More than half of accountable care organizations in the Medicare Shared Savings Program generated savings in 2021, the Centers for Medicare and Medicaid Services announced Tuesday.
These ACOs saved Medicare $1.66 billion last year—0.2% of total Medicare spending—making 2021 the fifth consecutive year the program netted savings. Still, performance declined from the prior year, when the ACOs saved $1.9 billion. About 58% of participating ACOs shared in the savings in 2021, down from 67% in 2020.
The decrease does not seem significant to the National Association of Accountable Care Organizations, CEO Clif Gaus said.
“This is almost the fourth year of no growth, yet we’re at least holding our level here in savings despite all the disruptions from COVID,” Gaus said. “I hope that hospitals that have really been impacted financially by COVID will still see a way to invest money in new accountable care organizations,” he said.
Growth in the program has leveled off in recent years: ACOs covered 10.7 million lives in 2021, down from 11.2 million in 2020, according to CMS data.
Low-revenue ACOs created $237 in per capita net savings last year, while high-revenue ACOs garnered $124 per capita. Low-revenue ACOs’ Medicare yield is less than 35% of their Medicare spending, a distinction that allows them to remain in lower-risk arrangements for longer. Hospital-led ACOs tend to be classified as high-revenue. ACOs comprising mostly primary care providers saw $281 in per capita net savings, compared to $149 for ACOs composed of fewer than 75% primary care clinicians.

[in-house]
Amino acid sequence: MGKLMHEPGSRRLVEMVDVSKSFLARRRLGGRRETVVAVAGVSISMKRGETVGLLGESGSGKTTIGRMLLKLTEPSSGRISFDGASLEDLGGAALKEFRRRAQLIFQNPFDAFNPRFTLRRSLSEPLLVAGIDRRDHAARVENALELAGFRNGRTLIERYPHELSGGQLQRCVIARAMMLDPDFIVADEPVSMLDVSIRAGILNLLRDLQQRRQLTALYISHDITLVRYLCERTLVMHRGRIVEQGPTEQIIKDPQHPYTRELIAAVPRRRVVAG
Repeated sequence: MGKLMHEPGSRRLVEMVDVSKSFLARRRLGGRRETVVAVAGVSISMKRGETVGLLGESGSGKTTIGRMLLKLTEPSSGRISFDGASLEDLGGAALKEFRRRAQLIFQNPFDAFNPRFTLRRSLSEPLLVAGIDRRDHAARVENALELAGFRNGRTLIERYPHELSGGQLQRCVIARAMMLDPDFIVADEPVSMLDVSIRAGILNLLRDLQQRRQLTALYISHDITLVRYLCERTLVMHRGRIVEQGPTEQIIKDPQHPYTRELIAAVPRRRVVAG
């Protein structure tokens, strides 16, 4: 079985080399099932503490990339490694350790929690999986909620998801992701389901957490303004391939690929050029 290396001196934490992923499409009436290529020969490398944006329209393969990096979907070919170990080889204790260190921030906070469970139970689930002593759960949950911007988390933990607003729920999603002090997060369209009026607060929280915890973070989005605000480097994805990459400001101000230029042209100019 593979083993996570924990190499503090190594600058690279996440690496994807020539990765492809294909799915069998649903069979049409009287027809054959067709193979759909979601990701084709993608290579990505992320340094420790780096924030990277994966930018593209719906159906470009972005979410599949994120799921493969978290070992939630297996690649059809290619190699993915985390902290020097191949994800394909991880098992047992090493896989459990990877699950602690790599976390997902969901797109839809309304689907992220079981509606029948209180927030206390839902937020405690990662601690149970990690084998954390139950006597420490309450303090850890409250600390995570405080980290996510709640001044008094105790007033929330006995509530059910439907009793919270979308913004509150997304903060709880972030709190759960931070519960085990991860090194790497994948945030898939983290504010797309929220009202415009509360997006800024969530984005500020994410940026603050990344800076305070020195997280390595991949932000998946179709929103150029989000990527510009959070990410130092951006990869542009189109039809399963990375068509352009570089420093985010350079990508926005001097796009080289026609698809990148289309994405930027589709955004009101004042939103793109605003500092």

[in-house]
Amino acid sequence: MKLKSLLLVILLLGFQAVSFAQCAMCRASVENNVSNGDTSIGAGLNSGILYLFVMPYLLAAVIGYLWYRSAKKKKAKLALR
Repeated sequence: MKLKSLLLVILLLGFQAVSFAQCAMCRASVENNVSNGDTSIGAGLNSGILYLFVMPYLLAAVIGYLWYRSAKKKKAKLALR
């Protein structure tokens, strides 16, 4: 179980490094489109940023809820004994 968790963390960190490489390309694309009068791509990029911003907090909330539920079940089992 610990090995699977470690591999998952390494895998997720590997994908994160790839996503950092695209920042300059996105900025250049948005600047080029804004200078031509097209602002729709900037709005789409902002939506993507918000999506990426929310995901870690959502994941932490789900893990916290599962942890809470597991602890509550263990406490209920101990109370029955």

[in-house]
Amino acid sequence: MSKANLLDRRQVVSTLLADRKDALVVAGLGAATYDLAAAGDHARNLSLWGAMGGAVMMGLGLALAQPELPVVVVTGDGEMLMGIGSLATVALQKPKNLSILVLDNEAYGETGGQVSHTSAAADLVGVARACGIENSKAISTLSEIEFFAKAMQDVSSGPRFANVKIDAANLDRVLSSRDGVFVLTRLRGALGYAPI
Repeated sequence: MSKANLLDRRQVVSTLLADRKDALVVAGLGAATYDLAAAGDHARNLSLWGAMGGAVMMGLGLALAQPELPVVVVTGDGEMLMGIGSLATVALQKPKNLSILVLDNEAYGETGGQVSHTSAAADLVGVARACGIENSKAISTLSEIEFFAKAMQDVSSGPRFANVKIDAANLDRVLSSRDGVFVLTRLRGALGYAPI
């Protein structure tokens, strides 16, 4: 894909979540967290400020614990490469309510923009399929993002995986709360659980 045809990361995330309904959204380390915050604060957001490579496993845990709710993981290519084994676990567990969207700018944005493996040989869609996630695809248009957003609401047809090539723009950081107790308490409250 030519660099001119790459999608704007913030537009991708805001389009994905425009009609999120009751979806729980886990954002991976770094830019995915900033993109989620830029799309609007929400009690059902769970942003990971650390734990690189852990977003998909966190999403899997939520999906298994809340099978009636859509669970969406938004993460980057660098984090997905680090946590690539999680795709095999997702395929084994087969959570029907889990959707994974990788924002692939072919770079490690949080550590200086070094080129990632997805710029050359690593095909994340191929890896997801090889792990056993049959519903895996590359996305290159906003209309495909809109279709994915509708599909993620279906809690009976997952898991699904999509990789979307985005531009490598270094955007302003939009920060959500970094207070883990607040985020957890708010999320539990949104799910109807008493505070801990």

Ninety-nine percent of ACOs in the program met quality standards that enable them to earn shared savings for last year. ACOs earned $1.96 billion in performance bonus payments in 2021 compared with $2.3 billion the year before.
Providers in the Medicare Shared Savings Program form ACOs to coordinate care and improve quality. Participation is voluntary and providers are eligible for bonuses based on quality and cost metrics.
Last month, CMS proposed an overhaul of the Medicare Shared Savings Program aimed at attracting more providers, especially those in rural and other underserved areas. CMS wants to offer advance payments to certain low-revenue ACOs, longer timelines for shifting to two-sided risk, improved benchmark calculations and more. CMS projects the revised policies could increase shared savings payments to ACOs by $650 million a year. CMS plans to release a final policy this fall and most of the changes would take effect next year.
The Medicare Shared Savings Program is crucial to CMS’ stated goal of all Medicare beneficiaries being served by accountable care arrangements, said Dr. Farzad Mostashari, CEO of Aledade, a company that helps physicians transition into value-based care.
“Today’s news is a reminder that CMS’ goal to have every Medicare beneficiary in an accountable care relationship by 2030 is the right thing to do,” Mostashari said in a news release. “We need to get more physicians and patients into these payment models as quickly as possible.”